Though Martone focuses his efforts on his attempt to show that “attributive” reference-fixing intentions cannot fix the referents of demonstratives (that they cannot do so as a matter of convention, as I read him), he also argues briefly that, as a matter of non-conventional or empirical fact about the psychology of demonstrative utterances, a speaker cannot in general have both a perceptual reference-fixing intention and a non-perceptual reference-fixing intention underlying one same use of a demonstrative. Thus, for example, suppose we modify the player/student example so that I imagine myself having both the perceptual reference-fixing intention above and what we would normally describe as the intention to refer to my bright philosophy of language student as represented by a memory I have of having seen him in a (“offline”!) class (in this case also a referential, non-attributive intention in Martone’s view). According to Martone, I cannot really imagine such a thing, and if I think I do, I’m confused. Underlying a particular use I make of a demonstrative, Martone conjectures, I can have a specific reference-fixing perceptual intention, or a specific reference-fixing memorial intention, but not both, so in either case Non-Attributive Simple Intention applies, yielding a referent (the player in the former case and the student in the latter case). On the other hand, another significant conjecture of Martone is that underlying a particular use I make of a demonstrative I can have two or more conflicting reference-fixing perceptual intentions (as in my tree example from Roads to Reference6); in such cases, Martone concedes that “reference really seems indeterminate”.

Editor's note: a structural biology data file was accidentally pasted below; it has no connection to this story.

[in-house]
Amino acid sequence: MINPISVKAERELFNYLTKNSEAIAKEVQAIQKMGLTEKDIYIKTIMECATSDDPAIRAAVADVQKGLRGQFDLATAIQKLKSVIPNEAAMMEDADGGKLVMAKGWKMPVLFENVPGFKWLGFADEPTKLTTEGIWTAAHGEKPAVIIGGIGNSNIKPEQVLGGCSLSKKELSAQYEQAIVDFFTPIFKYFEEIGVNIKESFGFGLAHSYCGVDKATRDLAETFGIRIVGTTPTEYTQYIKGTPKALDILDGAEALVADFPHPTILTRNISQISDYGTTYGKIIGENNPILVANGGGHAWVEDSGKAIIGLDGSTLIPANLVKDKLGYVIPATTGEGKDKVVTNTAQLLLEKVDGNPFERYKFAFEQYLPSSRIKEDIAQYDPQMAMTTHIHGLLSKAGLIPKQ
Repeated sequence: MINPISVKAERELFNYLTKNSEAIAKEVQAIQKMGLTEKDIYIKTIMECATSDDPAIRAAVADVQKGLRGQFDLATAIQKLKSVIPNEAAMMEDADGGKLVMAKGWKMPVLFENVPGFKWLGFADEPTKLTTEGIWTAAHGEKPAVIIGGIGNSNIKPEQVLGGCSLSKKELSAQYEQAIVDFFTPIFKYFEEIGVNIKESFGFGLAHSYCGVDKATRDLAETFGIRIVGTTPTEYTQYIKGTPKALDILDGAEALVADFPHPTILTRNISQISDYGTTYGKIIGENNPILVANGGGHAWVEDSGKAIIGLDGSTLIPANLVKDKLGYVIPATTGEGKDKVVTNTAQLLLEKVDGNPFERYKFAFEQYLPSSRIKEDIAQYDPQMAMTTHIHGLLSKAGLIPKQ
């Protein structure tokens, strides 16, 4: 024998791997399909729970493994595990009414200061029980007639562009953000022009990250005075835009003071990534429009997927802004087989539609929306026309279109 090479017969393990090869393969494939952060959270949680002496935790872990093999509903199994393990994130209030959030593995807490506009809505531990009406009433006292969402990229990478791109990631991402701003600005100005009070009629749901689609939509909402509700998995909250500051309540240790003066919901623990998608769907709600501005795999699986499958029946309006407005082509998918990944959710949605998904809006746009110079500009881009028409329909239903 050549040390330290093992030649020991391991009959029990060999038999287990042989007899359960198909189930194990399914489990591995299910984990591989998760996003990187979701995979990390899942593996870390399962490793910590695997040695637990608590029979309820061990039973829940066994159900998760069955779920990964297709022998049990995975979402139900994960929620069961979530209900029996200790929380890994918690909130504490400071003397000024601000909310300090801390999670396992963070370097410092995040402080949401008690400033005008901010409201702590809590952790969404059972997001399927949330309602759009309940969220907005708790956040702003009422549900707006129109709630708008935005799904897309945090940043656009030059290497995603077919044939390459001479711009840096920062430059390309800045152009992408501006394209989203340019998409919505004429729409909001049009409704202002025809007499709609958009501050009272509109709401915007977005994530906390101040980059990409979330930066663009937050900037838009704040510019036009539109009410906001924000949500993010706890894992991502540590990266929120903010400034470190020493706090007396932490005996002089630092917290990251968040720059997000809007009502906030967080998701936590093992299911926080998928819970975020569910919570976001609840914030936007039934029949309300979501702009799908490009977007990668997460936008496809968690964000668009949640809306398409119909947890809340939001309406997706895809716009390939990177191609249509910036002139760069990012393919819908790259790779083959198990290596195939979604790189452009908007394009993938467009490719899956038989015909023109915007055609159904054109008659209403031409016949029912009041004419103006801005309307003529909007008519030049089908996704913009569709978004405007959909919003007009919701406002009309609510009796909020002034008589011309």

But why would cases like the imagined one of conflicting perceptual and memorial intentions be impossible as a matter of fact? Martone says:

In order to exploit a mind-object connection in the use of a demonstrative, it seems that we need to attend to the object... In order for the soccer player case to work, it should be possible to attend to an object in perception and to an object in memory simultaneously in the episode of tokening the demonstrative... the use of the demonstrative would try to exploit both kinds of attention at the same time. But this seems highly implausible to me. Attention is a limited resource. It is hard enough to shift attention quickly from one sensory modality to another, or even between objects in a single sensory modality, let alone attend simultaneously to two objects via different kinds of attention. Shifting attention inward, to browse our memory, is too demanding to our cognition to allow for simultaneous perceptual attention... As the soccer player case is described, it seems clear that my attention is focused on the player, and not on the brightest student. This is why, according to our intuitions, I refer to the perceptually given player, not to the brightest student.

I think the view that Martone wishes to push is fraught with difficulties. First, I doubt that the case of a perceptually presented object and a memorially presented object is uncontroversially different from the case of two objects presented perceptually by different sensory modalities. As far as I can tell by introspection in my own case, I can somehow attend simultaneously to two objects presented perceptually by different modalities (my hand as seen and my foot as felt, for example), but I can equally attend simultaneously to a perceptually presented object and a memorially presented object (my deceased cat’s plate seen on the floor and my cat as I remember her). In any case, I doubt that Martone can marshal more than flimsy evidence for his claims about simultaneous attention.